The demand for a pandemic flu vaccine also has spurred development of novel antigens and testing standards. Earlier this year, FDA scientists unveiled a new antigenic fingerprinting approach for testing the potential protective activity of vaccines under development. Vaccine makers are moving forward with the development of a cell-based manufacturing technology for influenza vaccine, the long-desired approach for accelerating seasonal flu vaccine production.
While vaccines to prevent disease are the holy grail for tackling global health problems, a number of initiatives support development of new treatments for tuberculosis (TB), malaria, and multiple neglected diseases that cripple third-world countries. Efforts to combat multi-drug resistant (MDR) and extensively-drug resistant (XDR) TB strains is high on the global research agenda and has attracted considerable attention at the FDA. Efforts to streamline clinical research approaches for TB drugs could expand under Commissioner Margaret Hamburg, who launched a major TB control campaign when head of New York City's public health department in the 1990s.
An FDA advisory committee meeting in June discussed early trial endpoints for drugs to treat MDR TB, such as reduced bacterial count in sputum culture, followed by confirmatory trials to document low relapse rates, to accelerate the R&D process. The FDA followed up with a July workshop that examined noninferiority study designs, combination therapy regimens, and missing data issues for research involving drug-susceptible TB. Sequella Chief Medical Officer Gary Horwith urged consideration of Phase 0 and adaptive clinical trials and surrogate endpoints, and Gail Cassell of Eli Lilly advocated "boldness in clinical trial design."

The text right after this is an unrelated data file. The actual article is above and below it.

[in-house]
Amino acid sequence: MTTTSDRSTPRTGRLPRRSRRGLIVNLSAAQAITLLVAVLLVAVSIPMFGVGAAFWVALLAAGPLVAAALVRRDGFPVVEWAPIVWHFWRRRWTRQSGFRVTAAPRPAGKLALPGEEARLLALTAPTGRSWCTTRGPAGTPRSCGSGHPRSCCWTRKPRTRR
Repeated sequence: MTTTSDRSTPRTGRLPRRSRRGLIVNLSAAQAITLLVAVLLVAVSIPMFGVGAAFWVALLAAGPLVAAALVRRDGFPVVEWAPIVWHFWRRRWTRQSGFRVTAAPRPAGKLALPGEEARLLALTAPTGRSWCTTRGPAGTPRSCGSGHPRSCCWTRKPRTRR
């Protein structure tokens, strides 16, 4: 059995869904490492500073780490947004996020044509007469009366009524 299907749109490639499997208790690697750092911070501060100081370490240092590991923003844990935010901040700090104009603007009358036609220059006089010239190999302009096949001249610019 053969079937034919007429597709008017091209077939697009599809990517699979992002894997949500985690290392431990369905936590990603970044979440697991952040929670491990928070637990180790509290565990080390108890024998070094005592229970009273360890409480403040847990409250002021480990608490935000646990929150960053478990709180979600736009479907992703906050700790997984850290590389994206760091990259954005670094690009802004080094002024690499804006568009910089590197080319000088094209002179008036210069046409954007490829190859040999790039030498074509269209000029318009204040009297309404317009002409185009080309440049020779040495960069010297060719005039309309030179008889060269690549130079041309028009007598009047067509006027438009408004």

Because there will always be limits on funds available to support costly clinical trails, the neglected disease community is testing the stimulus power of market-based "pull" mechanisms, such as advance market commitments (AMCs) that guarantee prices for new vaccines and drugs with low profit potential in the US or Europe. This approach is being used to fight malaria by subsidizing the purchase of artemisinin-based combination therapies (ACTs) that are effective, but too costly for most third-world health programs. By expanding the market for these more effective therapies, the program aims to encourage the production of quality ACTs and drive older, ineffective products out of the market.
Another AMC project supports the development of new pneumococcal vaccines that can protect against pneumonia and other diseases that claim the lives of millions of children each year. A broad coalition of public and private donors has committed $1.5 billion to guarantee a price for a vaccine suitable for third-world use, while also encouraging companies to invest more broadly in research and expanded manufacturing capacity for effective vaccines.
The FDA's priority review voucher initiative offers another type of inducement for manufacturers to support R&D of neglected disease treatments. The program provides a voucher to sponsors seeking approval of a treatment for one of 16 designated tropical diseases. The voucher is good for a future priority, six-month review (instead of the usual 10 months or more), which should be highly lucrative to any company seeking market approval for a new medicine with a large sales potential.
The first voucher was recently awarded to Novartis in conjunction with approval of its antimalarial drug Coartem (artemether-lumefantrine) in the US. The drug already was available in most of the world, but the application got the program going while the FDA develops guidance and weighs whether to expand the list of topical diseases that qualify for review vouchers. Several manufacturers appear poised to file applications, with the hope of gaining vouchers they can use or sell to support speedy drug approvals.
Jill Wechsler is BioPharm International's Washington editor, Chevy Chase, MD, 301.656.4634, email@example.com